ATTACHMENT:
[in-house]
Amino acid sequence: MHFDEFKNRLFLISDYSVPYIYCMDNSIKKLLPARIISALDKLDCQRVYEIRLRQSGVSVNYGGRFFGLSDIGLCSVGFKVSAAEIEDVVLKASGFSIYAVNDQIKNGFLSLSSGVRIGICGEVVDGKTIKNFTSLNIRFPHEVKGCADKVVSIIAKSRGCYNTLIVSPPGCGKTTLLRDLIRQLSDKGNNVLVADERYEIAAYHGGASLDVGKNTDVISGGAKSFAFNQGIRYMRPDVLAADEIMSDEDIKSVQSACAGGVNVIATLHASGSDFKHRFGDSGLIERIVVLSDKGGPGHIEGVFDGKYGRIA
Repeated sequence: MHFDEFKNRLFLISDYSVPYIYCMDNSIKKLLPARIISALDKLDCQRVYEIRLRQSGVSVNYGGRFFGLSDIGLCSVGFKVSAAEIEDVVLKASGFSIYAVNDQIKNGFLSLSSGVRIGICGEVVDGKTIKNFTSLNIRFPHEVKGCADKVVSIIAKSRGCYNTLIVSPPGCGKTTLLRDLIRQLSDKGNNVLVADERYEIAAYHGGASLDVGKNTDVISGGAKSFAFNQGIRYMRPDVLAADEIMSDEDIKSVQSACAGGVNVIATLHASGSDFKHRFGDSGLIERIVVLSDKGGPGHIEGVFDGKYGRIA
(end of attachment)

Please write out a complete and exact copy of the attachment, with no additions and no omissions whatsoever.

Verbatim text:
[in-house]
Amino acid sequence: MHFDEFKNRLFLISDYSVPYIYCMDNSIKKLLPARIISALDKLDCQRVYEIRLRQSGVSVNYGGRFFGLSDIGLCSVGFKVSAAEIEDVVLKASGFSIYAVNDQIKNGFLSLSSGVRIGICGEVVDGKTIKNFTSLNIRFPHEVKGCADKVVSIIAKSRGCYNTLIVSPPGCGKTTLLRDLIRQLSDKGNNVLVADERYEIAAYHGGASLDVGKNTDVISGGAKSFAFNQGIRYMRPDVLAADEIMSDEDIKSVQSACAGGVNVIATLHASGSDFKHRFGDSGLIERIVVLSDKGGPGHIEGVFDGKYGRIA
Repeated sequence: MHFDEFKNRLFLISDYSVPYIYCMDNSIKKLLPARIISALDKLDCQRVYEIRLRQSGVSVNYGGRFFGLSDIGLCSVGFKVSAAEIEDVVLKASGFSIYAVNDQIKNGFLSLSSGVRIGICGEVVDGKTIKNFTSLNIRFPHEVKGCADKVVSIIAKSRGCYNTLIVSPPGCGKTTLLRDLIRQLSDKGNNVLVADERYEIAAYHGGASLDVGKNTDVISGGAKSFAFNQGIRYMRPDVLAADEIMSDEDIKSVQSACAGGVNVIATLHASGSDFKHRFGDSGLIERIVVLSDKGGPGHIEGVFDGKYGRIA